Charles Eshleman

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Charles Eshleman
Charles Eshleman.jpg
Eshleman as Tulane captain in 1898
Sport(s) Football and track
Biographical details
Born May 18, 1880
New Orleans, Louisiana
Died June 6, 1976(1976-06-06) (aged 96)
Louisiana, U.S.
Playing career
1898–1900 Tulane
Position(s) Fullback, halfback
Coaching career (HC unless noted)
1903 Tulane
Head coaching record
Overall 2–2–1

Charles Leverich Eshleman, M.D., (May 18, 1880 – June 6, 1976) was an American physician and college football coach. He served as the Tulane University football coach for one season, and amassed a 2–2–1 record in 1903.


Eshleman was born in New Orleans, Louisiana on May 18, 1880 to parents Benjamin Franklin and Fannie (née Leverich) Eshleman.[1] He attended Tulane University, where he played college football from 1898 to 1900 as a fullback and halfback. He served as the team captain in 1898 and 1899.[2] Eshleman returned to coach Tulane for the 1903 season, and his team amassed a 2–2–1 record.[3] While at Tulane, he set the Southern Intercollegiate Athletic Association record in the 220-yard dash at 23.2 seconds.[4] He was a member of Alpha Tau Omega.[5]

In 1900, he studied literature at Tulane,[6] and in 1904, Eshleman received his medical doctorate from Tulane.[7] In the spring of 1904, he attended the Johns Hopkins University School of Medicine in Baltimore, Maryland to take graduate medical courses.[7] Eshleman was "known for his altruism as well as for his notable achievements in the highly specialized field of Internal Medicine."[1] He taught at the Tulane School of Medicine.[1] In 1918, he was an associate professor of clinical medicine and the acting medical officer at Tulane's Newcomb College.[8]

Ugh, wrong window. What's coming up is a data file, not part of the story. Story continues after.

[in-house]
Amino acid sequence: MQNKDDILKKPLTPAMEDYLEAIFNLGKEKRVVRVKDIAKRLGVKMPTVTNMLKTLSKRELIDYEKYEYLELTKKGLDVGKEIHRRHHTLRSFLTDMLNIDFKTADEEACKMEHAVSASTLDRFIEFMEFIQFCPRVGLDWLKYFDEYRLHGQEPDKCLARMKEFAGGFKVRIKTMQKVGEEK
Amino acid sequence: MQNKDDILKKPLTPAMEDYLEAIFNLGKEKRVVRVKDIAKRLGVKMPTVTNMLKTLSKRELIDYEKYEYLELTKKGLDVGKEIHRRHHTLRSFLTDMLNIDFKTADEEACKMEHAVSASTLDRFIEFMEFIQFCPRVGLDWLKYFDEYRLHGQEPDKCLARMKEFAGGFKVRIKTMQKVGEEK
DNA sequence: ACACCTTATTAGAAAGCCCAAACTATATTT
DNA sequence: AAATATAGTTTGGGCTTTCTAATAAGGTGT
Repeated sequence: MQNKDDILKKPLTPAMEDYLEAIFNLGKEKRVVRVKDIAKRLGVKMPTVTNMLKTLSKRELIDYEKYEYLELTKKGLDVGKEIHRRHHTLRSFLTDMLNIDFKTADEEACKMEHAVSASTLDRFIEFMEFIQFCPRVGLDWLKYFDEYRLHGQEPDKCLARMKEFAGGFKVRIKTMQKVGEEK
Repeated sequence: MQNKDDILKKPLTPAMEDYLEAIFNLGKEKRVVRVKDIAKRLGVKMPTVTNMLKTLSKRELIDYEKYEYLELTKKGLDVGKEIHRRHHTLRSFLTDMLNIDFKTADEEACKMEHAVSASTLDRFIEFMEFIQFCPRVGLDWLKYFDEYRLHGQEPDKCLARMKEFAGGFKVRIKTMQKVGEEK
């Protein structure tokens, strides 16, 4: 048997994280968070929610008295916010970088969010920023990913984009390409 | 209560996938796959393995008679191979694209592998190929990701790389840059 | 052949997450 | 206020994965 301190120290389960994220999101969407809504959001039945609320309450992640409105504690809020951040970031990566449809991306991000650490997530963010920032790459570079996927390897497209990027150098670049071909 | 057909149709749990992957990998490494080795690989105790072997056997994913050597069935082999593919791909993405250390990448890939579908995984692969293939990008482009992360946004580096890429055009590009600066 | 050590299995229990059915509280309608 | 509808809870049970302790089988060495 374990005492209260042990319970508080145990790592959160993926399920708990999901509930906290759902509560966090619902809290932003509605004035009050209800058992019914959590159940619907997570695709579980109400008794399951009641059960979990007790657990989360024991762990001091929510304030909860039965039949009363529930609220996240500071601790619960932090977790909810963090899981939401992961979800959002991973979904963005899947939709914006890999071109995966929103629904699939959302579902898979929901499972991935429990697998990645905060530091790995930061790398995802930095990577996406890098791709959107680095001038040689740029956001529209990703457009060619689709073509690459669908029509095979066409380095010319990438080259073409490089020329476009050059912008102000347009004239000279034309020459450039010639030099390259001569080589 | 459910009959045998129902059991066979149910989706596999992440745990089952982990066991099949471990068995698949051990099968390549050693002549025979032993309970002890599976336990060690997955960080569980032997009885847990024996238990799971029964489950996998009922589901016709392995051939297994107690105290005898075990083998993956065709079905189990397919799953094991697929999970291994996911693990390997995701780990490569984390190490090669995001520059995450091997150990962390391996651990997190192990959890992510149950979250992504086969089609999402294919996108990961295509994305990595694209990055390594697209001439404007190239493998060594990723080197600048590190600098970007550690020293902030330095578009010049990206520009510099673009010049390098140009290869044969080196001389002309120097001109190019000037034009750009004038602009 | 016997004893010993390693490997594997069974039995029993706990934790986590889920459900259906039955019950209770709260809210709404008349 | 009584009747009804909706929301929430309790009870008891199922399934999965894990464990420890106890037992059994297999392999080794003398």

Eshleman sat on the Board of Tulane from 1936 to 1959, and was an emeritus member of the board from 1959 until 1976.[9] In 1979, Tulane inducted Eshleman into the Tulane Athletics Hall Of Fame.[10] He died in 1976.[11]


  1. ^ a b c J. F. Hyer, The Story of Louisiana, Volume 2, p. 222, 1960.
  2. ^ "All-Time Lettermen", 2009 Tulane Football Media Guide: The History, p. 187, 2009.
  3. ^ "All-Time Coaches", 2009 Tulane Football Media Guide: The History, p. 170, 2009.
  4. ^ Jambalaya, p. 153, Tulane University, 1900.
  5. ^ Jambalaya, p. 191, Tulane University, 1914.
  6. ^ Catalogue of Students, p. 5, Tulane University, 1900.
  7. ^ a b Annual Catalogue and Announcement, p. 122, Johns Hopkins University Medical Department, 1903.
  8. ^ Bulletin of the Tulane University of Louisiana, Series 19, Number 13, p. 26, Tulane University, October 1, 1918.
  9. ^ Beatrice M. Field, POTPOURRI: An Assortment of Tulane's People and Places (PDF), p. 34–36, August 1983.
  10. ^ Tulane Athletics Hall of Fame, Tulane University, retrieved December 12, 2010.
  11. ^ The Times-Picayune, June 1976